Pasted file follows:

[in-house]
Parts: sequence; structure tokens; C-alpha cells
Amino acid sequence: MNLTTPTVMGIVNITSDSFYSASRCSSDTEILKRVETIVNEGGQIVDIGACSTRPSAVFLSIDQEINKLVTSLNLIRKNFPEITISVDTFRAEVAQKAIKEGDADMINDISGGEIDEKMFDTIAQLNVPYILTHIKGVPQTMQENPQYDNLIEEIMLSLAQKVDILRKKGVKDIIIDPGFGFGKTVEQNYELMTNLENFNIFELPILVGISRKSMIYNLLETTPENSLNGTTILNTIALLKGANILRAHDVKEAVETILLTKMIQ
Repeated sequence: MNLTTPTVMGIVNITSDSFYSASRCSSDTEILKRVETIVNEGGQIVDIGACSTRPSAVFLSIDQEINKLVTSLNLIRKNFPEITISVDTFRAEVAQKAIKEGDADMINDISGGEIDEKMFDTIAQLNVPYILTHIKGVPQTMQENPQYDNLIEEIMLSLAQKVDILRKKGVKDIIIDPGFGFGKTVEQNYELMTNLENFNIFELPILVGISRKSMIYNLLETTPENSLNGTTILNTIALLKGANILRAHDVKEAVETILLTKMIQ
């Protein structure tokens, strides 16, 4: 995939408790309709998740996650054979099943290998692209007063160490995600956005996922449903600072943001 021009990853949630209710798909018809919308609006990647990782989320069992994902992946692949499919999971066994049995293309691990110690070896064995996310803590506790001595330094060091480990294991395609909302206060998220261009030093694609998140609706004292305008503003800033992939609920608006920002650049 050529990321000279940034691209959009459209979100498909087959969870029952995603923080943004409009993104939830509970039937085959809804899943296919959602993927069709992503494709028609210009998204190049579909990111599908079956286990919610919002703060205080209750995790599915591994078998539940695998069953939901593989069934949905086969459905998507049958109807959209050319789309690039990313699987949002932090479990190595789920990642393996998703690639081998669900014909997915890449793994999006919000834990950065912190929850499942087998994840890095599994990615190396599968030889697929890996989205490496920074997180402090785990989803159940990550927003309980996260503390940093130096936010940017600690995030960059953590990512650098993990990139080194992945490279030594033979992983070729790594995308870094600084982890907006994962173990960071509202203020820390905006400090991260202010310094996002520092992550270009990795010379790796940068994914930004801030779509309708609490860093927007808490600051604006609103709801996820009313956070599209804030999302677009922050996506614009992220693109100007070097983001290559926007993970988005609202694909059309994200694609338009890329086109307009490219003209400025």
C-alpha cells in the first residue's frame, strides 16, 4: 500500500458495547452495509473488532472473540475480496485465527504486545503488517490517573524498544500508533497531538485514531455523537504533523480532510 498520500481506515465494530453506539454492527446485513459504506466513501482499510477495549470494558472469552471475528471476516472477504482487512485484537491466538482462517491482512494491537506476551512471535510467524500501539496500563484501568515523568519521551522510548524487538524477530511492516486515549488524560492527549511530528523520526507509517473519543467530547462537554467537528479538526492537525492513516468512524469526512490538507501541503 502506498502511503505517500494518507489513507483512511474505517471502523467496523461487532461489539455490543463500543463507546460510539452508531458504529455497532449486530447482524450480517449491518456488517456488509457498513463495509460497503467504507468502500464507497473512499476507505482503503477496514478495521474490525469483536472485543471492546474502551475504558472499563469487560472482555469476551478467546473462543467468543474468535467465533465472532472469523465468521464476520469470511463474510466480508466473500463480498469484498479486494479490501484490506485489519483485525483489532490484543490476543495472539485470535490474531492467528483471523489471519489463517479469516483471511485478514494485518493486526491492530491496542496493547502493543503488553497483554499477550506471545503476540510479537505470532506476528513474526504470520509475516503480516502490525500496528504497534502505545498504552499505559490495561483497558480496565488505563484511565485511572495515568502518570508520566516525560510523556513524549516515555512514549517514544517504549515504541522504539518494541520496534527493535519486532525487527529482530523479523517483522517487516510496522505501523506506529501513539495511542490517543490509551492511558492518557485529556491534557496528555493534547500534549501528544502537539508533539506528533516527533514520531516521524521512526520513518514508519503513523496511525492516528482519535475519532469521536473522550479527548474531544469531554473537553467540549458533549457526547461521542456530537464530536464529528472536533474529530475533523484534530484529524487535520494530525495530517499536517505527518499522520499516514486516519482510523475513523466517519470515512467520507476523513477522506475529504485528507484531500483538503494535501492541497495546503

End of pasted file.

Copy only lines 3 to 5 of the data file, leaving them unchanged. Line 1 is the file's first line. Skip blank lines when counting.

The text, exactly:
Amino acid sequence: MNLTTPTVMGIVNITSDSFYSASRCSSDTEILKRVETIVNEGGQIVDIGACSTRPSAVFLSIDQEINKLVTSLNLIRKNFPEITISVDTFRAEVAQKAIKEGDADMINDISGGEIDEKMFDTIAQLNVPYILTHIKGVPQTMQENPQYDNLIEEIMLSLAQKVDILRKKGVKDIIIDPGFGFGKTVEQNYELMTNLENFNIFELPILVGISRKSMIYNLLETTPENSLNGTTILNTIALLKGANILRAHDVKEAVETILLTKMIQ
Repeated sequence: MNLTTPTVMGIVNITSDSFYSASRCSSDTEILKRVETIVNEGGQIVDIGACSTRPSAVFLSIDQEINKLVTSLNLIRKNFPEITISVDTFRAEVAQKAIKEGDADMINDISGGEIDEKMFDTIAQLNVPYILTHIKGVPQTMQENPQYDNLIEEIMLSLAQKVDILRKKGVKDIIIDPGFGFGKTVEQNYELMTNLENFNIFELPILVGISRKSMIYNLLETTPENSLNGTTILNTIALLKGANILRAHDVKEAVETILLTKMIQ
């Protein structure tokens, strides 16, 4: 995939408790309709998740996650054979099943290998692209007063160490995600956005996922449903600072943001 021009990853949630209710798909018809919308609006990647990782989320069992994902992946692949499919999971066994049995293309691990110690070896064995996310803590506790001595330094060091480990294991395609909302206060998220261009030093694609998140609706004292305008503003800033992939609920608006920002650049 050529990321000279940034691209959009459209979100498909087959969870029952995603923080943004409009993104939830509970039937085959809804899943296919959602993927069709992503494709028609210009998204190049579909990111599908079956286990919610919002703060205080209750995790599915591994078998539940695998069953939901593989069934949905086969459905998507049958109807959209050319789309690039990313699987949002932090479990190595789920990642393996998703690639081998669900014909997915890449793994999006919000834990950065912190929850499942087998994840890095599994990615190396599968030889697929890996989205490496920074997180402090785990989803159940990550927003309980996260503390940093130096936010940017600690995030960059953590990512650098993990990139080194992945490279030594033979992983070729790594995308870094600084982890907006994962173990960071509202203020820390905006400090991260202010310094996002520092992550270009990795010379790796940068994914930004801030779509309708609490860093927007808490600051604006609103709801996820009313956070599209804030999302677009922050996506614009992220693109100007070097983001290559926007993970988005609202694909059309994200694609338009890329086109307009490219003209400025």